What Is Over-The-Counter Medicine?


Fatima Diarra

Most people have had an over-the-counter (OTC) drug at least once in their life. Whether it be taking cough medicine for a cold or some Advil for a headache, it is getting more common to use OTC drugs even before going for a doctor’s visit. They have become so common that sometimes it seems like a waste to go to the doctor when you could just go to your local Walmart and find something that’s easier on your wallet. However, in some cases, an OTC may not be the best option in the long run.

How are prescription drugs and OTC drugs different? A prescription drug can only be sold to someone who has a signed doctor’s prescription for it. For an OTC drug, a medical professional is not needed and it can just be bought at a pharmacy or a convenience store. The medically reviewed article Over the Counter Medications, says that OTC medication works and is safe to use by the public if the directions are followed. The FDA (Food and Drug Administration) reviews new OTC drugs that don’t fit the already accepted ingredients, formulations, or doses. Over-the-counter drugs may be safe to use, but just like a prescription drug they still have side-effects and can do more harm when paired with other medications. Lots of OTC medications are advertised on TV or the internet, but they always make sure to state the potential side effects either in a fast run through or really small font.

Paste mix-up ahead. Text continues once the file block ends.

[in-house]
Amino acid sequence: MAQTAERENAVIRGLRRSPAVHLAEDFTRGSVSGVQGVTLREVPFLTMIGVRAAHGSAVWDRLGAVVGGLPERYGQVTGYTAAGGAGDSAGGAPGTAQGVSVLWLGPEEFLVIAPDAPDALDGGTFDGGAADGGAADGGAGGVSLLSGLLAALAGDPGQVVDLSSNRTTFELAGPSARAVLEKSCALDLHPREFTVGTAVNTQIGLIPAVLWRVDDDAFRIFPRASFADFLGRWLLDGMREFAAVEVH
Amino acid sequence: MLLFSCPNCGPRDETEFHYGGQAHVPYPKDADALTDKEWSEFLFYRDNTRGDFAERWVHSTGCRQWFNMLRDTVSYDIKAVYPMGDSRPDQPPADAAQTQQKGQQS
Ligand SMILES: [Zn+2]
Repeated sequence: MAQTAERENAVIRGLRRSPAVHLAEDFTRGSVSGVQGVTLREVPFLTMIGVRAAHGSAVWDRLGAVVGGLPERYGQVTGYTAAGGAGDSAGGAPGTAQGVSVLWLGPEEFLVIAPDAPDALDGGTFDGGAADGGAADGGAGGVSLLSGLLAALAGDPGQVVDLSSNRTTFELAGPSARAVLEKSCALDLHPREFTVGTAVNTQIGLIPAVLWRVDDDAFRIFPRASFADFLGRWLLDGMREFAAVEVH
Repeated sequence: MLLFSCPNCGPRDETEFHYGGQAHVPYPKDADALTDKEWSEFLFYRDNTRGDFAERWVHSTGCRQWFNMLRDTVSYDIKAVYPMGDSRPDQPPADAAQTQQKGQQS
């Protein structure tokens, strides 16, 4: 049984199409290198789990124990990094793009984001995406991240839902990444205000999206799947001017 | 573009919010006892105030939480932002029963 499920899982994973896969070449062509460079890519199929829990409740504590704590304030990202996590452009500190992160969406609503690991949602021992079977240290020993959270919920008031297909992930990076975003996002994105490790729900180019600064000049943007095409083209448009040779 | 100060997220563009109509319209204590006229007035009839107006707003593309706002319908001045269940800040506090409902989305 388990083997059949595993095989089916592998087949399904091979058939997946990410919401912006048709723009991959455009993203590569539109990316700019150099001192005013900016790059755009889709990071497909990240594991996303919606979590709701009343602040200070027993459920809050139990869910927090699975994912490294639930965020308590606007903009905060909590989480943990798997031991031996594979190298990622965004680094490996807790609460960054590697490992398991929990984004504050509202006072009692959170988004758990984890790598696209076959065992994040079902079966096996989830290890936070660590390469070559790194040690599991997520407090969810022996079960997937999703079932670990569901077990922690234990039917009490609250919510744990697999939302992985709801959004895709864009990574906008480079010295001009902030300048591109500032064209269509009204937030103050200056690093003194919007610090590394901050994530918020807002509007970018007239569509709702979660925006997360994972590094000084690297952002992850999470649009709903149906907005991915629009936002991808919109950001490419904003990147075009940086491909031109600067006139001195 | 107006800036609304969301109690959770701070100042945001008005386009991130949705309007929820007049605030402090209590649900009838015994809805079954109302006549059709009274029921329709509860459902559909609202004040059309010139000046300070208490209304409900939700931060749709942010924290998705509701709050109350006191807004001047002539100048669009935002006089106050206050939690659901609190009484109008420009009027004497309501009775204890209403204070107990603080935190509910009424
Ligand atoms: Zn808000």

So, when is the best time to use an OTC medication versus going to the doctor to get a prescription? According to MedlinePlus, there are three situations where going to the doctor is recommended. The first is when the symptoms are really bad. A small cold that causes some coughing and sneezing is normal. A cold that makes one lose their appetite and throw up periodically is something that should be checked by a professional because it may not be a cold. The second situation is when you don’t know what is wrong. Self-diagnosing and assuming what the illness is can lead to taking the wrong medication and making a bad day worse. The last is when you have a long-term medical problem or you are already taking prescription drugs. In this case, using an OTC could also cause more harm to you or react badly with the medications you’re already taking. These situations call for medical professionals.

Over the counter drug, like any other medicine, needs to be used properly and responsibly. If you don’t know what you are taking and it wasn’t recommended by a licensed professional, it is best not to take it. Making sure to read the directions for use and storing it properly will help keep you safe. As always, knowing how to prevent illness instead of waiting for it to strike can be your best weapon against feeling under the weather. There is a time and place for both OTC or prescription medication, it just depends on the situation.